blinded by the light.
November 1, 2012 10:58 PM   Subscribe

have you had lasik? what's your experience been?

i've worn contacts since i was 13 years old. all of a sudden this year, my eyes hate them. earlier this year, my doctor had to put a moratorium on my wearing contacts for more than a few hours a week because my eyes have become incredibly dry, to the point where the dryness causes my cornea to ripple a bit if i have my contacts in for too long and affect my vision even more so she can't update my prescription. i've become prone to eye infections if i wear them for more than that. my doctor has also found a very minor scar on my cornea and has recommended that i go see a cornea specialist, with the likelihood that he will put me on steroids to begin with to work out the dryness issue.

if the steroids do not solve my problem, it seems likely to me that i will not be able to wear contacts regularly again. i don't mind wearing my glasses every once in awhile but i hate having to wear them every day. hate. it. my friend has strongly suggested that i think about getting lasik—which i'm sure i will look into. BUT. i am a designer. the very idea of voluntarily doing anything unnecessary to my eyes freaks the crap out me. please tell me i am being ridiculous. please tell me why i am being ridiculous. or if i am not, please tell me that. have you had lasik? what's your experience been?
posted by violetk to Health & Fitness (53 answers total) 23 users marked this as a favorite
 
I have a friend who had it done by one of the top doctors in LA and the results of her surgery did not last and she's back to wearing glasses now. The results are not guaranteed, so that is one risk.
posted by dottiechang at 11:10 PM on November 1, 2012


Oddly, I had it done at one of the top doctors in LA, too. Seven years ago. One of the best decisions I've made in my life.
posted by roger ackroyd at 11:18 PM on November 1, 2012


Rather than asking the internet, you need to find a reputable place in your region that specializes in corrective eye surgery. Your profile doesn't say where you are located. If you are in the Bay Area, a place like this would be highly recommended.

These places typically offer a free consultation in which they assess the condition of your eyes and determine if you are even a good candidate for surgery. If you are a good candidate then they will describe which type of procedure is optimal for you. Lasik is one type of surgery; PRK is another. Based on your specific condition one may offer better results than the other.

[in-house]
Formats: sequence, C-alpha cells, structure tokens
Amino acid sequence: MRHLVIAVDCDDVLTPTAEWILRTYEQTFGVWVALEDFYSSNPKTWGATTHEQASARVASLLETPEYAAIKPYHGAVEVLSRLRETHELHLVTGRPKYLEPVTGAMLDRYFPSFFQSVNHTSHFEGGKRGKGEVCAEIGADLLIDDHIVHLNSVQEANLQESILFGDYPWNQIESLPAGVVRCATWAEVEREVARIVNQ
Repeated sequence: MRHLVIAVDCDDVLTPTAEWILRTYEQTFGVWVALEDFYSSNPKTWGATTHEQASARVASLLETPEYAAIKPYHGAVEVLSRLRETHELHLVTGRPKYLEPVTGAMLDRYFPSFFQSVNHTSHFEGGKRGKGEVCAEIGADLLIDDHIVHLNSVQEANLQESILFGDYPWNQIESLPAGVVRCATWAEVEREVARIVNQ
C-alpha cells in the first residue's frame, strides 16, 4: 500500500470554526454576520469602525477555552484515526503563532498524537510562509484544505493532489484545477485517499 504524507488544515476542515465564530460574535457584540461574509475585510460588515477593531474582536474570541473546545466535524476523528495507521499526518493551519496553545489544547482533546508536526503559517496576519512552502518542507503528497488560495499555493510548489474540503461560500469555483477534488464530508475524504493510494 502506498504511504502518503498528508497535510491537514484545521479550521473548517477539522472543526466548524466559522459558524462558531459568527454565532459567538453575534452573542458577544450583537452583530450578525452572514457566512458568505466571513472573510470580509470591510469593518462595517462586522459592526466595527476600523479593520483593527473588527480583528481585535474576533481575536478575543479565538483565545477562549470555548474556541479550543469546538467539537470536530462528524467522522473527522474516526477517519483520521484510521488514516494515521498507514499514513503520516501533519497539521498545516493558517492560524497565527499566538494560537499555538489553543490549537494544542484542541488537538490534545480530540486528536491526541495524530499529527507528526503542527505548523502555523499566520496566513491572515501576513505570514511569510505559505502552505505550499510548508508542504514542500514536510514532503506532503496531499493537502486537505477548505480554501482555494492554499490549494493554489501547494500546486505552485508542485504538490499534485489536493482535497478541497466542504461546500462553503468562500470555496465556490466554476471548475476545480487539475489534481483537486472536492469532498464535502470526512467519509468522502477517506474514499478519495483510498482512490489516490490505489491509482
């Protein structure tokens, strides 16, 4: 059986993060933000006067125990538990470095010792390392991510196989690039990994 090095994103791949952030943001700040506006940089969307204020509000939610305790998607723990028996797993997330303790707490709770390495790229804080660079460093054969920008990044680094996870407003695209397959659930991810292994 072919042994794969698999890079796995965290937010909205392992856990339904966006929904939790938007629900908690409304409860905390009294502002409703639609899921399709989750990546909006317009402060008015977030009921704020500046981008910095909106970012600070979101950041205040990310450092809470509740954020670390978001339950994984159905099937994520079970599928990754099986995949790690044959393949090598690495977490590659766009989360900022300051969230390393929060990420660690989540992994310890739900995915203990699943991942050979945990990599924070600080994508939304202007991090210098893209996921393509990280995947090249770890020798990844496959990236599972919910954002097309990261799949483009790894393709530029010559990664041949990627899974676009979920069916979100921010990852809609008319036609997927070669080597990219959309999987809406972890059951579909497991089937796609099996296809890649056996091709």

They will also go over financing options with you. You can typically get a no interest credit card if you pay down the cost of the surgery within X number of months.

The point is to go to an expert and be professionally assessed. You can ask hundred different people what their experience was like but none of that may apply to you. Get your info from a physician and then make an informed decision.
posted by quadog at 11:20 PM on November 1, 2012 [3 favorites]


My father had lasik, almost ten years ago now. He now has what he and my mother like to term "eagle eyes" - he plays golf and can spot his ball an insanely long way off. But, he still needs glasses for reading, and he uses them when he's on the computer. Chances are you will have to use some kind of corrective lens for your digital work some of the time. My dad absolutely loves lasik and tries to goad me into doing it all the time because he knows the thought of it freaks me out. I'm actually fairly ambivalent at this point. For him, it was one of the best decisions he ever made, despite still needing glasses for reading, and he's a lawyer, so he reads basically constantly.
posted by Mizu at 11:20 PM on November 1, 2012


quadog, thanks for your information but the major point of my asking here is because i don't know anyone personally who has had it done and i am looking for personal experiences—not professional recommendations—because—as you pointed out—i can get all the clinical information from research and from going to a consultation, which, of course, i will do when i decide to do it.
posted by violetk at 11:27 PM on November 1, 2012


My husband and I both did it six years ago. Best money we've ever spent; zero regrets. Of course there are risks but for us it's been all positive and honestly kind of life changing (over the long term).
posted by jay dee bee at 11:30 PM on November 1, 2012


My roommate had PRK on Monday. He's had to go back each morning since then to get checked on. He says his vision is improving day by day, but it's still "weird" - he described having "spider webs" around points of light. He was given 8 days off work to heal.
posted by WasabiFlux at 11:47 PM on November 1, 2012


I know a few people who have had it done, and they uniformly are very happy with it.
posted by LobsterMitten at 11:48 PM on November 1, 2012


It seems like all my coworkers have had it done and they are constantly telling me I should too because I have dry eyes and my contacts irritate me. Dry(er) eyes seems to be the main side effect so maybe that's something to consider. My old eye doctor offered some dry eye remedies to me, that I ultimately decided not to do but maybe seeing a dry eye specialist before getting surgery would be a good idea.
posted by fshgrl at 11:54 PM on November 1, 2012


I had it done. I have now had 20/10 vision for like 5 years now. It's like buying a super power.

Be warned: I did have to watch that Vin Diesel movie where he's a commando nanny or something one and a half times in the waiting room. Might not be worth it.
posted by cmoj at 12:08 AM on November 2, 2012 [15 favorites]


I did it about 10 years ago and it is awesome! (I had ordinary lasik in one eye and I think what is called PRK in the other, due to astigmatism. My eyesight was very poor going in: about -10 and -12. Point being just that my surgery was slightly more complicated than normal.)